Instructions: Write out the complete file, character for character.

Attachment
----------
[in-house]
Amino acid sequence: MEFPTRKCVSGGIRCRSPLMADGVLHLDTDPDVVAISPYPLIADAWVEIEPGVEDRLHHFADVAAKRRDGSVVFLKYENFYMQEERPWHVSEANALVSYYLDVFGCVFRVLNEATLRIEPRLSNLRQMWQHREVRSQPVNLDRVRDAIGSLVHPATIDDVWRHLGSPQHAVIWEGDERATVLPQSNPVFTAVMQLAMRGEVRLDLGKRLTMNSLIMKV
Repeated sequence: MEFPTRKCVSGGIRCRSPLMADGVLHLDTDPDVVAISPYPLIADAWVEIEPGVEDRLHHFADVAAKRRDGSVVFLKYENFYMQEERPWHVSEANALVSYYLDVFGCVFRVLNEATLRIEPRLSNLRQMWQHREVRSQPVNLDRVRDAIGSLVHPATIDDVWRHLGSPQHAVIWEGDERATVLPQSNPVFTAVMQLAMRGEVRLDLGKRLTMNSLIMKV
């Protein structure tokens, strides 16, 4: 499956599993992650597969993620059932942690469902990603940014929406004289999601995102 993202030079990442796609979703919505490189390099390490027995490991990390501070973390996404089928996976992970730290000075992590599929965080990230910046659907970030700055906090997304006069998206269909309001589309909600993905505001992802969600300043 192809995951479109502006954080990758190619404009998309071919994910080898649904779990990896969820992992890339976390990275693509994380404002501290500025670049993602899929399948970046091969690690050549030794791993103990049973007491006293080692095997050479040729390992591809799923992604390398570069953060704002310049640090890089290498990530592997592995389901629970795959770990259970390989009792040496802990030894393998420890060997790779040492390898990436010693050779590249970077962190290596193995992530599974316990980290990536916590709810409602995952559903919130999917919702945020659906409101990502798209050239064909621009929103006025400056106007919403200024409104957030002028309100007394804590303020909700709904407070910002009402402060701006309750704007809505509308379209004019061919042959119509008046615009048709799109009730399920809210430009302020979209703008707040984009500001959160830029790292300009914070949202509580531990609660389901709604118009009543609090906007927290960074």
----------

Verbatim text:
[in-house]
Amino acid sequence: MEFPTRKCVSGGIRCRSPLMADGVLHLDTDPDVVAISPYPLIADAWVEIEPGVEDRLHHFADVAAKRRDGSVVFLKYENFYMQEERPWHVSEANALVSYYLDVFGCVFRVLNEATLRIEPRLSNLRQMWQHREVRSQPVNLDRVRDAIGSLVHPATIDDVWRHLGSPQHAVIWEGDERATVLPQSNPVFTAVMQLAMRGEVRLDLGKRLTMNSLIMKV
Repeated sequence: MEFPTRKCVSGGIRCRSPLMADGVLHLDTDPDVVAISPYPLIADAWVEIEPGVEDRLHHFADVAAKRRDGSVVFLKYENFYMQEERPWHVSEANALVSYYLDVFGCVFRVLNEATLRIEPRLSNLRQMWQHREVRSQPVNLDRVRDAIGSLVHPATIDDVWRHLGSPQHAVIWEGDERATVLPQSNPVFTAVMQLAMRGEVRLDLGKRLTMNSLIMKV
């Protein structure tokens, strides 16, 4: 499956599993992650597969993620059932942690469902990603940014929406004289999601995102 993202030079990442796609979703919505490189390099390490027995490991990390501070973390996404089928996976992970730290000075992590599929965080990230910046659907970030700055906090997304006069998206269909309001589309909600993905505001992802969600300043 192809995951479109502006954080990758190619404009998309071919994910080898649904779990990896969820992992890339976390990275693509994380404002501290500025670049993602899929399948970046091969690690050549030794791993103990049973007491006293080692095997050479040729390992591809799923992604390398570069953060704002310049640090890089290498990530592997592995389901629970795959770990259970390989009792040496802990030894393998420890060997790779040492390898990436010693050779590249970077962190290596193995992530599974316990980290990536916590709810409602995952559903919130999917919702945020659906409101990502798209050239064909621009929103006025400056106007919403200024409104957030002028309100007394804590303020909700709904407070910002009402402060701006309750704007809505509308379209004019061919042959119509008046615009048709799109009730399920809210430009302020979209703008707040984009500001959160830029790292300009914070949202509580531990609660389901709604118009009543609090906007927290960074």